Malawi's environment has also been adversely affected by plastic litter. Sanitation experts have blamed the "poor handling" of plastic waste in Malawi's capital, Lilongwe, for dangerous flooding, which has displaced thousands of people in the city."
"It is a problem. Plastics don't decay in the environment and may stay over 100 years... It's a nuisance to the environment; blocks drainage system[s], offers habitat for multiplication of disease-causing organisms and kills livestock when ingested," Ntupanyama told CNN.
Plastic ingestion poses an even greater threat to marine life. According to UNESCO figures on marine pollution, plastic fragments kill more than a million seabirds yearly, and at least 100,000 marine mammals.
"A lot of plastic wastes that we are generating end up at open dumpsites and they slide right back into the communities, causing pollution in our streams and landscape," Majiga-Kamoto said.
The ban on thin plastics applies to plastics equal to or less than 60 microns in thickness—the equivalent of the thickness of plastic bags used in grocery stores for fruits and vegetables—and includes bags, sheeting, and packaging.
However, enforcement has been difficult as it was swiftly challenged by an association of plastic manufacturers, government officials said.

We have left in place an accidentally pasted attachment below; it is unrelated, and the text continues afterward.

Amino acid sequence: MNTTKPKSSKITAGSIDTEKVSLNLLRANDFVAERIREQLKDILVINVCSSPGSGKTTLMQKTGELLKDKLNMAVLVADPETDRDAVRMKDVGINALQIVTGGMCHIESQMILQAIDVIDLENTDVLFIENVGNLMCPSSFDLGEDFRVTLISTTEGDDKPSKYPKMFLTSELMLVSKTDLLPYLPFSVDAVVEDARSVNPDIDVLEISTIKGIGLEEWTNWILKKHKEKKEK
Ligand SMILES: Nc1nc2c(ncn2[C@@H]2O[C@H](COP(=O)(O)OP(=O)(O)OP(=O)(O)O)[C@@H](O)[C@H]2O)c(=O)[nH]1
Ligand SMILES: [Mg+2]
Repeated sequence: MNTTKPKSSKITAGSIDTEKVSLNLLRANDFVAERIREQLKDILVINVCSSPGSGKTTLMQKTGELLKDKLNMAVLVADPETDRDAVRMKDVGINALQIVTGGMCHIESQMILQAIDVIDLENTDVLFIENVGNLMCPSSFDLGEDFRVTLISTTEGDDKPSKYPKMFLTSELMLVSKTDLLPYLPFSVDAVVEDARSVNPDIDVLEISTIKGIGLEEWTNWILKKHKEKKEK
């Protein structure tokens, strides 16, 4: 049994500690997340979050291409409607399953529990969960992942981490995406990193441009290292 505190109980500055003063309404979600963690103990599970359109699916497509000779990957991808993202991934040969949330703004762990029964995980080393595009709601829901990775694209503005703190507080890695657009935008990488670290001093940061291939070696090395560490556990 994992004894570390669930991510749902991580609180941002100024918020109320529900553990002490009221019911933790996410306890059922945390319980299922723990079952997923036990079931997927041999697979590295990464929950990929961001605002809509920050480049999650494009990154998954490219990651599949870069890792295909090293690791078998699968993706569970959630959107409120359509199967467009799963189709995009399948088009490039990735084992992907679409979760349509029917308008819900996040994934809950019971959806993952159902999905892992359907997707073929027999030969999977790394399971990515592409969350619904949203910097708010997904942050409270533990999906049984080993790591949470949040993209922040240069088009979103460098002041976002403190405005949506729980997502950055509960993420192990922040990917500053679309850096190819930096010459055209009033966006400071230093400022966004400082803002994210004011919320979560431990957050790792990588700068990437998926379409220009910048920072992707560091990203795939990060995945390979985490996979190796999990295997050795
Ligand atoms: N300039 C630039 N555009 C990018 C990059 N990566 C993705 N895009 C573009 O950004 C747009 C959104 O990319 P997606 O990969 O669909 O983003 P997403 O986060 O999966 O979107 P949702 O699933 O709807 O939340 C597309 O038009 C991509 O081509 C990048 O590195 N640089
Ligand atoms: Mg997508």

The manufacturers argued that restrictions imposed on the production of thin plastics would affect jobs and create an economic instability in the country.
"Right from the beginning of the ban, plastic manufacturers were against the implementation of the regulations," Ntupanyama said.
The group of plastic companies took the government to the High Court in 2016, which ruled in their favor. Three years later, the case then went to the Supreme Court, where the government won their fight.
However, implementation of the policy has stalled due to protracted litigation on the matter, said Ntupanyama.
Ntupanyama added that the government has plans to review the regulations "so that we have a complete ban of plastics in Malawi."
CNN was unable to reach the association of plastic producers ahead of publication.
According to Plastic Waste Makers Index, more than 130 million metric tons of single-use plastics were disposed of globally in 2019 — most of which were either burned, buried in landfill, or discarded directly into the environment.
The manufacturing of single-use plastics is expected to rise by 30% worldwide in the next five years.
To tackle plastic pollution, 170 countries have agreed to "significantly reduce the use of throwaway plastics" by 2030, according to the United Nations Environment Programme.
Majiga-Kamoto worries about Malawi's inability to process recycled plastic waste.
"Malawi is very far behind. Recycling of waste requires technology and we do not have a lot of that technology," she said.
Beyond government action, Majiga-Kamoto believes that Malawians have a crucial role to play.
"Plastic is quite a useful innovation, but the challenge is that we are using it unsustainably," she told CNN.
"Individuals have to be aware of their own contribution to the mess. Malawians should make it easier for plastics to end up in the right place and to be potentially recycled," she said.